Author: Editorial Board, ANU
Russia’s brutal invasion of Ukraine has inflicted a devastating toll, one measured in lives lost and cities destroyed. The response from much of the world has been swift and nearly unprecedented: not only through materiel support for Ukraine but also a suite of economic sanctions designed to disconnect Russia from the world economy.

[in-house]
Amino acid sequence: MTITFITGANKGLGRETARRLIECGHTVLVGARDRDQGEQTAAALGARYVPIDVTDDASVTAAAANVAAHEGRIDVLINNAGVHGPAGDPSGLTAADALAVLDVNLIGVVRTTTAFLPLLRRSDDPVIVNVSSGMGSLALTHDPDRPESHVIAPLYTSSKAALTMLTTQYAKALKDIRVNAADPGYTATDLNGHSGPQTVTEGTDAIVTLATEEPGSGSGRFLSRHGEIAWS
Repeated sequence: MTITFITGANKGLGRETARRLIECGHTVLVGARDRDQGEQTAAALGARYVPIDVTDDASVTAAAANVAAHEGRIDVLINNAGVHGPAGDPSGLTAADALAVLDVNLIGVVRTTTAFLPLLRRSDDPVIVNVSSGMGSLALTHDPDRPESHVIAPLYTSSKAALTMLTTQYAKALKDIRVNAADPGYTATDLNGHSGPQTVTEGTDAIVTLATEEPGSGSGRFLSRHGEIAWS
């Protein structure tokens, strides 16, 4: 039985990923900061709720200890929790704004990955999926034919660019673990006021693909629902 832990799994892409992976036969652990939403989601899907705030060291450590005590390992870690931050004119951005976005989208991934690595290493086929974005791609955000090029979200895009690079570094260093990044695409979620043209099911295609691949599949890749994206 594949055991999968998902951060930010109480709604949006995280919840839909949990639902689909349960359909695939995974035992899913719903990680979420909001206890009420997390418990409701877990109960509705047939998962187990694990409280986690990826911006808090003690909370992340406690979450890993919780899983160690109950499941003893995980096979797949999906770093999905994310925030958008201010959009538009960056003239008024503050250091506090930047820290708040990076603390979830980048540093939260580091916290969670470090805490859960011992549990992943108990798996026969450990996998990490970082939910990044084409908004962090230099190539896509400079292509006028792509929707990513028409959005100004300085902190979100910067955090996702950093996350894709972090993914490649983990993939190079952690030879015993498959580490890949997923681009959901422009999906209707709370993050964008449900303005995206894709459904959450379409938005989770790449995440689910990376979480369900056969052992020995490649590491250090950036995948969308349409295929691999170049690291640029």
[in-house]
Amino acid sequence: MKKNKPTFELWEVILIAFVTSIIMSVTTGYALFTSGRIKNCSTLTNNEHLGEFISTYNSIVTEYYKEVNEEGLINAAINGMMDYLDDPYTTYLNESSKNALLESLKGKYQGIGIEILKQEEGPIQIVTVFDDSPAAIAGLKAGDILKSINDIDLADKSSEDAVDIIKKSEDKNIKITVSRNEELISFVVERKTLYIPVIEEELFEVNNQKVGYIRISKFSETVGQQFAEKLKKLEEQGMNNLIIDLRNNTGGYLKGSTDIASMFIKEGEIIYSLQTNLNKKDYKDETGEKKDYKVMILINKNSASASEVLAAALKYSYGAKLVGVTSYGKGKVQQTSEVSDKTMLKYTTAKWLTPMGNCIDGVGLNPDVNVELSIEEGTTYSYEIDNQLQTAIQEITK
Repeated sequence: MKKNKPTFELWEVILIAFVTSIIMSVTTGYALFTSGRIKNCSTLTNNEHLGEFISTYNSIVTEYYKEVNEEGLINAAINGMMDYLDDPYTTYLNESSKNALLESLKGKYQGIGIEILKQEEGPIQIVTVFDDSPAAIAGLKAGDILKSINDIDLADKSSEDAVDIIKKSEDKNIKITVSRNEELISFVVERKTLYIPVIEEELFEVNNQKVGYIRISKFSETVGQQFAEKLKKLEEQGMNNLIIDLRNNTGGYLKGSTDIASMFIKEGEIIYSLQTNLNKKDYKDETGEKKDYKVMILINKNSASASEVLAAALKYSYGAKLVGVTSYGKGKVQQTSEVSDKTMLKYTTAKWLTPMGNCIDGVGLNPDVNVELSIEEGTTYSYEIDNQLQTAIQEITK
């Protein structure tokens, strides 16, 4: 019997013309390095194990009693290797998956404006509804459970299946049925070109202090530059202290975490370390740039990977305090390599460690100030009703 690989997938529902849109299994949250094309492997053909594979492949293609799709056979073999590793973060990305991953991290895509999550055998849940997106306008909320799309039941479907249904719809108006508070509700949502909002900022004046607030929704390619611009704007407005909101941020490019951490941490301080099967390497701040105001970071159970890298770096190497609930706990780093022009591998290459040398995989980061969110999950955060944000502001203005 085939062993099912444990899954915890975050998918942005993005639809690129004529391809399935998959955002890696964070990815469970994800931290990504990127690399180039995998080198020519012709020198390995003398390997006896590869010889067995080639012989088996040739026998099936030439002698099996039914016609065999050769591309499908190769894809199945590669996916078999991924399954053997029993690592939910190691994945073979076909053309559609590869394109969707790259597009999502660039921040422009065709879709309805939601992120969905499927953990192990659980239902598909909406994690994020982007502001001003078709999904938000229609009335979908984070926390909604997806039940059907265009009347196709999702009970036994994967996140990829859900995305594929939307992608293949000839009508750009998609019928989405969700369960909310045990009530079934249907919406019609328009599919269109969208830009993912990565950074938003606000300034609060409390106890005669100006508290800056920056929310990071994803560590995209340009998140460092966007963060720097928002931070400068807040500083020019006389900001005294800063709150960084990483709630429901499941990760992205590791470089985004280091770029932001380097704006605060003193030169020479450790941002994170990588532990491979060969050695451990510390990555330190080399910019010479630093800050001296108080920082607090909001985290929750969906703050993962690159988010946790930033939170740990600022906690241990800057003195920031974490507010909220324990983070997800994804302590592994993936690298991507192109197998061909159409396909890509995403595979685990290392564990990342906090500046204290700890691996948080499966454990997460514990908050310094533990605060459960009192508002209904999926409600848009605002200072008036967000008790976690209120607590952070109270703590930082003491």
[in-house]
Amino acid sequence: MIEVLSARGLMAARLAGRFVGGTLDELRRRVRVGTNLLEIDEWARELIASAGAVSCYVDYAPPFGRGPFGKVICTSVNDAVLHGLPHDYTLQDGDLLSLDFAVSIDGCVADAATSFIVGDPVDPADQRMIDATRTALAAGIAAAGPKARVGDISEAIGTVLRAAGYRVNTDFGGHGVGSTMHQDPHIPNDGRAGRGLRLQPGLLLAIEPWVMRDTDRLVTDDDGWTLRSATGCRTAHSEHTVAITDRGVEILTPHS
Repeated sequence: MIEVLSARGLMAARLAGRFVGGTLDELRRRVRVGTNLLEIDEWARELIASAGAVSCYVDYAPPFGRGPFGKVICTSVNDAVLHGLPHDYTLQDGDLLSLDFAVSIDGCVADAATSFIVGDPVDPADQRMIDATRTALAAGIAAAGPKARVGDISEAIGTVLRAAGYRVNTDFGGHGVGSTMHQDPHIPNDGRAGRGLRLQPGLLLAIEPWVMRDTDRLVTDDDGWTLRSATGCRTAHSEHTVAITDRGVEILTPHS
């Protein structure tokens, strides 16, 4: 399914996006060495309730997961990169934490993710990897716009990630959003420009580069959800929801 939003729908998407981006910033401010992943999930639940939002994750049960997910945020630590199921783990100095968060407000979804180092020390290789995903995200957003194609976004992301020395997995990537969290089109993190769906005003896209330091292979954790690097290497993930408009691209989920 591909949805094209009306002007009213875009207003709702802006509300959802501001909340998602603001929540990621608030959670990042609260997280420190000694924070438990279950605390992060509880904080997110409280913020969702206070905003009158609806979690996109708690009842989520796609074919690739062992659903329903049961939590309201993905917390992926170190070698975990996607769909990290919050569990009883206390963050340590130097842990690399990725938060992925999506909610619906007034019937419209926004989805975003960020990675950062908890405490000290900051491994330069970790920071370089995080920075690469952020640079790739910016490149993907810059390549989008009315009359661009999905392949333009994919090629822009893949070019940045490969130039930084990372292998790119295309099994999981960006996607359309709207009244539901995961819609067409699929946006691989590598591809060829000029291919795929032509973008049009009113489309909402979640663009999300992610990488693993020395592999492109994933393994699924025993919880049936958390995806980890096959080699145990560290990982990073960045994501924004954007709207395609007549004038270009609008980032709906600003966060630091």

Not since the League of Nations’ failed sanctions on Italy after the invasion of Ethiopia in 1935 has there been an attempt to isolate an economy as large — Russia is the world’s sixth biggest economy measured at purchasing power parity — or as integrated in the world economy.
Sanctions that target a clear and unpardonable violation of international law, such as a war of aggression, can be justified in dire circumstances, but they come with costs. In this case, one of the most significant is the disruption that sanctions have caused to world energy markets. As Russian…